Kulanu leader has recently portrayed himself as the real, moderate Likud, but in an interview with Haaretz he outlines a hawkish agenda.
Moshe Kahlon, who set up the Kulanu party for the upcoming elections, said on Wednesday that he sees no possibility of reaching a peace agreement with the Palestinians in the foreseeable future. The former Likud communications minister also said he is in favor of continued construction in the settlements.
In recent campaign speeches, however, Kahlon said he represents the real, moderate Likud.
“At the moment we have no partner and there’s nobody to talk to on the other side,” Kahlon said in an interview to Haaretz Wednesday.
“A courageous leader must stand up and recognize Israel as a Jewish state and agree to a united Jerusalem and large settlement blocs (in the West Bank),” he said. “They must renounce the refugees’ issue and understand that there’s no return to the 1967 borders. The Kulanu party will support any arrangement that strengthens Israel’s security.”
Kahlon emphasized that he would object to dividing Jerusalem under any circumstances, saying: “This leader should know that Jerusalem stays united. Since there’s no arrangement and no one to talk to, we shouldn’t deal with these issues at the moment and continue with life as usual until we reach an arrangement and [enter] negotiations. As long as there’s no arrangement there should be no change in the status quo.”
Kahlon has been talking continuously with all the major parties’ leaders in recent months, except for Prime Minister Benjamin Netanyahu. “We haven’t made contact,” he said, when asked why he and Netanyahu are not talking to each other.
Asked if he’s disappointed with Netanyahu, Kahlon said: “I’m in another party. Obviously, if I’d felt comfortable in Likud I’d be there. I’m disappointed with the way Likud handles social causes.”
However, all the parties are potential partners, including Netanyahu, he said. Kahlon has spoken a lot so far about the high cost of living and especially about the exorbitant housing prices, but his views on other issues have remained a mystery. He said he will not support the so-called nation-state bill. The bill, which has been approved by the cabinet but has yet to go to the Knesset, defines the State of Israel as “the nation-state of the Jewish people” – an overriding identity whenever democratic principles clash with Jewish interests.
“It’s no secret that the nation-state bill wasn’t a matter of principle but political legislation intended to provoke,” he said.
He refused to say whether he would support same-sex marriage or a similar arrangement. “I think people should be allowed to live their lives as they see fit. Personally I’m a traditional person, but I think people should live according to their faith and have individual rights,” he said.
Although he is observant, Kahlon supports public transportation on weekends and holidays. “Public transportation on the Sabbath is a social issue of the highest order – of course, with certain limitations. But people who have no car and want to visit their soldier son or grandson must be allowed means of transportation. These should be local, not central government decisions,” he said.
Kahlon had previously said that he wants to be in control of the Israel Lands Authority, which falls under the Construction Ministry, but later added that he would want to have power over the body no matter which ministry he got. On Wednesday, he made clear that his ambition is to hold the Finance Ministry.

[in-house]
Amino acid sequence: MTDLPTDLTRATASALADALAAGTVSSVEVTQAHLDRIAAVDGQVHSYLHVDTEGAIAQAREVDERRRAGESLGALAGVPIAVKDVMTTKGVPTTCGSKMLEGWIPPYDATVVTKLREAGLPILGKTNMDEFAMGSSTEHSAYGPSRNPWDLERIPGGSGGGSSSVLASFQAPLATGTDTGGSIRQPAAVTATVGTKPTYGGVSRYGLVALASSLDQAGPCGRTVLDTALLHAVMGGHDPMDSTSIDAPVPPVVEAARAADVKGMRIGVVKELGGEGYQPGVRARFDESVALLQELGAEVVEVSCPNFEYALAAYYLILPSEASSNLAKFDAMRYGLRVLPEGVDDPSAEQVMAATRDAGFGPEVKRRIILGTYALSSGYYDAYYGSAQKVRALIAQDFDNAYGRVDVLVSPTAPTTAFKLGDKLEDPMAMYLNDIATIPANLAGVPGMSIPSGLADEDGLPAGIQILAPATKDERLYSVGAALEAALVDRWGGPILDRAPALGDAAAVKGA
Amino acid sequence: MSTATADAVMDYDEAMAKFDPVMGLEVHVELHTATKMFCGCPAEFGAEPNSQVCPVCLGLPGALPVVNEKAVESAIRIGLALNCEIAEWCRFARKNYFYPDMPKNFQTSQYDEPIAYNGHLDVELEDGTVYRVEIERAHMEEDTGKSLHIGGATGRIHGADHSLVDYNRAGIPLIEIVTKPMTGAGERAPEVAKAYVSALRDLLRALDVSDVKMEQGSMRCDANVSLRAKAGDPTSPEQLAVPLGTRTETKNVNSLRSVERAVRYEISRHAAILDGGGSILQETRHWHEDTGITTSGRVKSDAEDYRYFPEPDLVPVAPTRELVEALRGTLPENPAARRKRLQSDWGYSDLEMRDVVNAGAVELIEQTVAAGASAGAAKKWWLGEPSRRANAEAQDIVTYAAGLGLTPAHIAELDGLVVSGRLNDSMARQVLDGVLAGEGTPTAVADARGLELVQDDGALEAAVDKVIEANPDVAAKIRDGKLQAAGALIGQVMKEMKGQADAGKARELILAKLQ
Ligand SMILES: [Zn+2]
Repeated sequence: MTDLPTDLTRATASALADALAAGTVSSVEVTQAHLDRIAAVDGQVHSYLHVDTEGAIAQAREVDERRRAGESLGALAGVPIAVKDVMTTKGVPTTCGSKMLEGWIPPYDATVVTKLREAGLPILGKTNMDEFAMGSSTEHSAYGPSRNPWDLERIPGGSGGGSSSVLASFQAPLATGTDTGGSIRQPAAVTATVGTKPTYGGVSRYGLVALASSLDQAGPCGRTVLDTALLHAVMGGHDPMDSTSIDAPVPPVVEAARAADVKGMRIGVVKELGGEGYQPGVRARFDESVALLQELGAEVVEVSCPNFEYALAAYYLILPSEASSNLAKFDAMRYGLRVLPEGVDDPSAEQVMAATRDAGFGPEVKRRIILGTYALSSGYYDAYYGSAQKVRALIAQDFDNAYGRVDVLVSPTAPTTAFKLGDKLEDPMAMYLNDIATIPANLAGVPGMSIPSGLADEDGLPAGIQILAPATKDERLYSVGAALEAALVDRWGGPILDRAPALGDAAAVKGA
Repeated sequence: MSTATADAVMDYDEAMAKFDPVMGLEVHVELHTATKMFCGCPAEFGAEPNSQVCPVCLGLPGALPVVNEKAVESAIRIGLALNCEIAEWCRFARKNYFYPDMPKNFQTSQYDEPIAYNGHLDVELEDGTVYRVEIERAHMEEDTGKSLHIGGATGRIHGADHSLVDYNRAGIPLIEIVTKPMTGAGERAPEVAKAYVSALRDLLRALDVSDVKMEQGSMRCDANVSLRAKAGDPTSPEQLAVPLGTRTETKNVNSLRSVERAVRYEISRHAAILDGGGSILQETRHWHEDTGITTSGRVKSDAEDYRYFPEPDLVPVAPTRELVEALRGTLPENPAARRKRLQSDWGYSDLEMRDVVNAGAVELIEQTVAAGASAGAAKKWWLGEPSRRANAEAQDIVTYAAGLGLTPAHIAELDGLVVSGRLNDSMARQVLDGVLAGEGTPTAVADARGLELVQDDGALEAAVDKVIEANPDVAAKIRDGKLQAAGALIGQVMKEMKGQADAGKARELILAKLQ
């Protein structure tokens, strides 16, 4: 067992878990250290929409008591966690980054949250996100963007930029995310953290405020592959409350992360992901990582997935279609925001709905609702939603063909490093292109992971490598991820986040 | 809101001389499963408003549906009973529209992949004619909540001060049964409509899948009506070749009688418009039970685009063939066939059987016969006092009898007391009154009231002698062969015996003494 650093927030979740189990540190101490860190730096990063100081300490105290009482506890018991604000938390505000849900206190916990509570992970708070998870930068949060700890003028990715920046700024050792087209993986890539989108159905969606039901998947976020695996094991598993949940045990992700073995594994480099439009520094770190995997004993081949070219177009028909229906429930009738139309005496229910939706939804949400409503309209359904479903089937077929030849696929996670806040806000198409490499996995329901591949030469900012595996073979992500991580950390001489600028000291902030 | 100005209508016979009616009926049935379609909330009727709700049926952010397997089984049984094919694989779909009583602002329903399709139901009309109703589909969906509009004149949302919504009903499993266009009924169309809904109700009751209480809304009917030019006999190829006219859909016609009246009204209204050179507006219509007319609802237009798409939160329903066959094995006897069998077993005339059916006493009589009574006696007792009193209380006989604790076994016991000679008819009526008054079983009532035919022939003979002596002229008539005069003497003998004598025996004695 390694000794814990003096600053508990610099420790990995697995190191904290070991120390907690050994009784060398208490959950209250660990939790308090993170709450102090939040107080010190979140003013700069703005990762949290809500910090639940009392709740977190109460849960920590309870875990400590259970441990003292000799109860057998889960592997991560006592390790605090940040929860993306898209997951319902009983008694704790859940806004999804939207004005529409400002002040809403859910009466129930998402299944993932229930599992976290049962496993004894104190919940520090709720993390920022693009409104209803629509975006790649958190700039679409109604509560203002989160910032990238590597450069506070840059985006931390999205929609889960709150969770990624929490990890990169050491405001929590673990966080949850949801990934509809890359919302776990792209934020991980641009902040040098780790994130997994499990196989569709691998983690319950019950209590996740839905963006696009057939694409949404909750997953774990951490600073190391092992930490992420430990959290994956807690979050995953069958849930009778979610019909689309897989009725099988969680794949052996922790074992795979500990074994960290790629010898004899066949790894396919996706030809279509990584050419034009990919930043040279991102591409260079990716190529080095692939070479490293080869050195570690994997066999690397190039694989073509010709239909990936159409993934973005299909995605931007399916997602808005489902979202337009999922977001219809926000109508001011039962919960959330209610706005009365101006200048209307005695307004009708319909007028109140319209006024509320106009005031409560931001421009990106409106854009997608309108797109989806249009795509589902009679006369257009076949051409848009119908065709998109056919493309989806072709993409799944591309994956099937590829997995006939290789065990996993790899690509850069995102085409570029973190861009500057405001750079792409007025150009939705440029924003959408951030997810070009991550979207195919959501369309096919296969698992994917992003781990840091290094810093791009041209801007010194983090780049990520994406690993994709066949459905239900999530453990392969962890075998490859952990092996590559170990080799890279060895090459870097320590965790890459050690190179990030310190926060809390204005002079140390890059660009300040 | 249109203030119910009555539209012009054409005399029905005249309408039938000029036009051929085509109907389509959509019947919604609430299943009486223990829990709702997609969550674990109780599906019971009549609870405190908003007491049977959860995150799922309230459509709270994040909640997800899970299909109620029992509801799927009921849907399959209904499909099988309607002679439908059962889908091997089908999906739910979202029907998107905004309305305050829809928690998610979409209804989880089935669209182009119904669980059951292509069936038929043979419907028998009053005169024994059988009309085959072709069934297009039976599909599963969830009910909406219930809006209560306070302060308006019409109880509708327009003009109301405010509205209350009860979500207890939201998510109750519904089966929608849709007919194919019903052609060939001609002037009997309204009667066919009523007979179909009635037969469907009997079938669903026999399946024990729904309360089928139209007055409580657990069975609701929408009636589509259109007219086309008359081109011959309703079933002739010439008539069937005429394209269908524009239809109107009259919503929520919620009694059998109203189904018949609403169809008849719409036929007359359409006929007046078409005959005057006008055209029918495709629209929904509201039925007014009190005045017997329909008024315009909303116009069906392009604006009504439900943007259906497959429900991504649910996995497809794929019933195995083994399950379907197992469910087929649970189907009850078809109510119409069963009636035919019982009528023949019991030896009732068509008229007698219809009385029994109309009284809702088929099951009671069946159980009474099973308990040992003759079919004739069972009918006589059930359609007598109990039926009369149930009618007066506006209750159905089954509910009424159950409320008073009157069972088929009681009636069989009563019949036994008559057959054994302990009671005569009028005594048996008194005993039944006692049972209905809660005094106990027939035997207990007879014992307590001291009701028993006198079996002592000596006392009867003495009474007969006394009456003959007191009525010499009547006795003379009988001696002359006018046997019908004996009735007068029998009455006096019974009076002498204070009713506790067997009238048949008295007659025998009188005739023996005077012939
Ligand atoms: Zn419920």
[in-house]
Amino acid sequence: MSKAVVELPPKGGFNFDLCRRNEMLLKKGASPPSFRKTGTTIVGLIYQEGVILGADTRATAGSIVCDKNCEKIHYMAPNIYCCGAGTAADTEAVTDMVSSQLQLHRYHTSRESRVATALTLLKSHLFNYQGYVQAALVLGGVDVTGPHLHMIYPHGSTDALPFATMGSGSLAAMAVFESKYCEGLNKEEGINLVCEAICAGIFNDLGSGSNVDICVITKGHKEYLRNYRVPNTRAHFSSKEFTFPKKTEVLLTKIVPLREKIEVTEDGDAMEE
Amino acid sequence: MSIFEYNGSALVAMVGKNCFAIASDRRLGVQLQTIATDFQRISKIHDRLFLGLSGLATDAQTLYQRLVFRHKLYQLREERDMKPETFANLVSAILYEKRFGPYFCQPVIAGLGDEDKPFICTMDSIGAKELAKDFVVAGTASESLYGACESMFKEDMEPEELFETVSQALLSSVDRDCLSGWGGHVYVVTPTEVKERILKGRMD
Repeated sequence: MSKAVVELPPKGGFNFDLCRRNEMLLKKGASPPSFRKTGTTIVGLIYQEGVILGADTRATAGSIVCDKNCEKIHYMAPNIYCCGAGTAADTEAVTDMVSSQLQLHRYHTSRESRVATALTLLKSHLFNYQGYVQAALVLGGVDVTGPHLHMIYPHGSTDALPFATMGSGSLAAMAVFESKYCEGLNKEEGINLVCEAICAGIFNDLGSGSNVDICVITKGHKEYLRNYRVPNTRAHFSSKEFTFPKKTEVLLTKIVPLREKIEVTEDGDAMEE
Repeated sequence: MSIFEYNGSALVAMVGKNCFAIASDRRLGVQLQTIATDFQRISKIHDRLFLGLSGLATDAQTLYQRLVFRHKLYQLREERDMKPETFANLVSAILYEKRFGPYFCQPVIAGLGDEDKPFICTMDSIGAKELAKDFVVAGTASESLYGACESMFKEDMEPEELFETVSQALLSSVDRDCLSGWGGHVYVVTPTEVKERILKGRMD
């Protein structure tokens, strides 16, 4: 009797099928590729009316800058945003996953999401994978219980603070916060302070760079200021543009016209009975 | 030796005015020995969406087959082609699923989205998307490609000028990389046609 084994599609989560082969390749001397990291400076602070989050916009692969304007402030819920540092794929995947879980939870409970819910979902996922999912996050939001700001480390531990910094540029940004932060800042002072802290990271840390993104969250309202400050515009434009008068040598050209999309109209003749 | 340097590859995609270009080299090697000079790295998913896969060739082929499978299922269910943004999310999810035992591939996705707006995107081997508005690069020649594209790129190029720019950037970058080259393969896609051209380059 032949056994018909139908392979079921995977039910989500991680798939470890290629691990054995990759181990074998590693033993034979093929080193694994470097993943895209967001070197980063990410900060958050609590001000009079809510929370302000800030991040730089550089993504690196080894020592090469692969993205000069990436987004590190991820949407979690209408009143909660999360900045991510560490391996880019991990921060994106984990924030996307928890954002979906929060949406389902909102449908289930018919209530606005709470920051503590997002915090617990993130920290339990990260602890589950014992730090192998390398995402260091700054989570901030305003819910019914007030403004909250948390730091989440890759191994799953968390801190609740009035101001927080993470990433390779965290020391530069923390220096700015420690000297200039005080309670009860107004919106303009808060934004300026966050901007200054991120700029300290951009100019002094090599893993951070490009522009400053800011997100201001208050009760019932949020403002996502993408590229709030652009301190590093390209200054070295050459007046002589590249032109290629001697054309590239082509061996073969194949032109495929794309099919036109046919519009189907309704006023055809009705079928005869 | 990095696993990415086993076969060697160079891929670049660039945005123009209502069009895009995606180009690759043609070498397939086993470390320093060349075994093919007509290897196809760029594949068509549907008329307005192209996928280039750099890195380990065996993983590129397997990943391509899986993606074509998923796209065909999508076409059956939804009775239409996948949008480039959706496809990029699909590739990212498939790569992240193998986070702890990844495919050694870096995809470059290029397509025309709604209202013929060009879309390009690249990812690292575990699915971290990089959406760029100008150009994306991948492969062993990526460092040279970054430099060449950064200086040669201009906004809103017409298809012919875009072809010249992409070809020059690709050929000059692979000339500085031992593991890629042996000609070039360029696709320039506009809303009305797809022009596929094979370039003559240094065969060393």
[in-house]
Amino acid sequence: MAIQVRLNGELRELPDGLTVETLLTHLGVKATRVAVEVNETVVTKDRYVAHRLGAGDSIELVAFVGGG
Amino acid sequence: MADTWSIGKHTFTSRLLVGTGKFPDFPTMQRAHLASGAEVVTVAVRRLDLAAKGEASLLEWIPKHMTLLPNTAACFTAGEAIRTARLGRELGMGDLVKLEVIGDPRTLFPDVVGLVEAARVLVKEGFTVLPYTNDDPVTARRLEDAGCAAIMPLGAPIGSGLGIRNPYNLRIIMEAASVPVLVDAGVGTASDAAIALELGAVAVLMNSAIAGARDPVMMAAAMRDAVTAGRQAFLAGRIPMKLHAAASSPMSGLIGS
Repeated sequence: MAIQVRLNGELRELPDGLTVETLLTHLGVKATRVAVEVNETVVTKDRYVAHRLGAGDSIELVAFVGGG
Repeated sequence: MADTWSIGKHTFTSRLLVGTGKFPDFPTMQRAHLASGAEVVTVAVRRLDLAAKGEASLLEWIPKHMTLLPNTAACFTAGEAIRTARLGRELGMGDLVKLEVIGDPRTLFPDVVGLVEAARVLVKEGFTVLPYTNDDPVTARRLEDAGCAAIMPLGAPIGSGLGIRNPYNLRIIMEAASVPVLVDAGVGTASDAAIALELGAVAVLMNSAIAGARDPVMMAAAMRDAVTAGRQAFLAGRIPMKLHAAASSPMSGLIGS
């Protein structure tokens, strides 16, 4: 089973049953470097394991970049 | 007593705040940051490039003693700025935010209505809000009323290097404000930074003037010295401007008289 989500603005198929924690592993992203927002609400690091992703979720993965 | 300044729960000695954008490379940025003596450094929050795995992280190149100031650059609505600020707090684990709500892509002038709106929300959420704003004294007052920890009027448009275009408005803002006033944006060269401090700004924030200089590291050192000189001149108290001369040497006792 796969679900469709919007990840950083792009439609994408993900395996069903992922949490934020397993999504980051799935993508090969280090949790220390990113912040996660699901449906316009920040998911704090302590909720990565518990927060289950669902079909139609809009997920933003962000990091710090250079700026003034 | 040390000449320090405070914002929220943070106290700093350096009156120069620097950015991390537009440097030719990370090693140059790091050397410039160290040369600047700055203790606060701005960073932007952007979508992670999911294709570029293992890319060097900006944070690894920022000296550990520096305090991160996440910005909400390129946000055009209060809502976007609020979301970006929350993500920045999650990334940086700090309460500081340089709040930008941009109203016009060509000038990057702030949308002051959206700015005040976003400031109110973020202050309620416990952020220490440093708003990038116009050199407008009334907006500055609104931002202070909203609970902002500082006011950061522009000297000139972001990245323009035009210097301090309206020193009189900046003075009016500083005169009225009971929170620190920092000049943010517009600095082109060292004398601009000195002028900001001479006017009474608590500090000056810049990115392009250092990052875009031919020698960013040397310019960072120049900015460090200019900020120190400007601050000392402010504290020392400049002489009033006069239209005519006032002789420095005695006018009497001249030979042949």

“We are aiming for the Finance Ministry because that’s where we can get these things done,” he told Army Radio, listing reforms in housing, finance and the cost of living. He also said that Koolanu would not run with any other party in the upcoming elections, casting aside rumors that he was considering running with Yesh Atid or even the party in which he grew up, Likud.
On diplomatic issues, he reiterated that Koolanu would be there to “support” an agreement with the Palestinians, but said that Palestinian President Mahmoud Abbas was not – at the moment – a partner for peace, because he was pursuing action against Israel at the International Criminal Court and the United Nations.
“I am a man who can support a diplomatic solution. At the moment, sadly, there’s no partner, but the second there will be a courageous person on the other side who can reach peace or a diplomatic solution, we will be there to support it,” he said.
In any agreement, however, Jerusalem could not be divided, there could be no discussion of the Palestinian refugee issue, and there would not be a return to the pre-1967 borders, he said.
The Koolanu leader would not answer whether he would vote for evacuating settlements or not, though he was asked several times.
Kahlon also said his party would only accept a peace agreement in which Jerusalem remains united and the Palestinians give up their demand that refugees of the War of Independence and their descendants move to Israel.
Even Tzipi Livni, the former chief negotiator who is running on a joint list with Labor in this election, said the Palestinians deserve some blame for the current stalemate, Kahlon said.
While voicing respect for Livni, Kahlon was harsher on the rest of Labor’s newly appointed list, calling it “a list of stars” without experience in actually making changes.
Yet Kahlon also brandished social credentials, telling Army Radio that he supports Israel recognizing same-sex marriage.
“I am personally not against it,” he said. “Let everyone live their lives and decide to which institution they want to belong, although I am traditional.”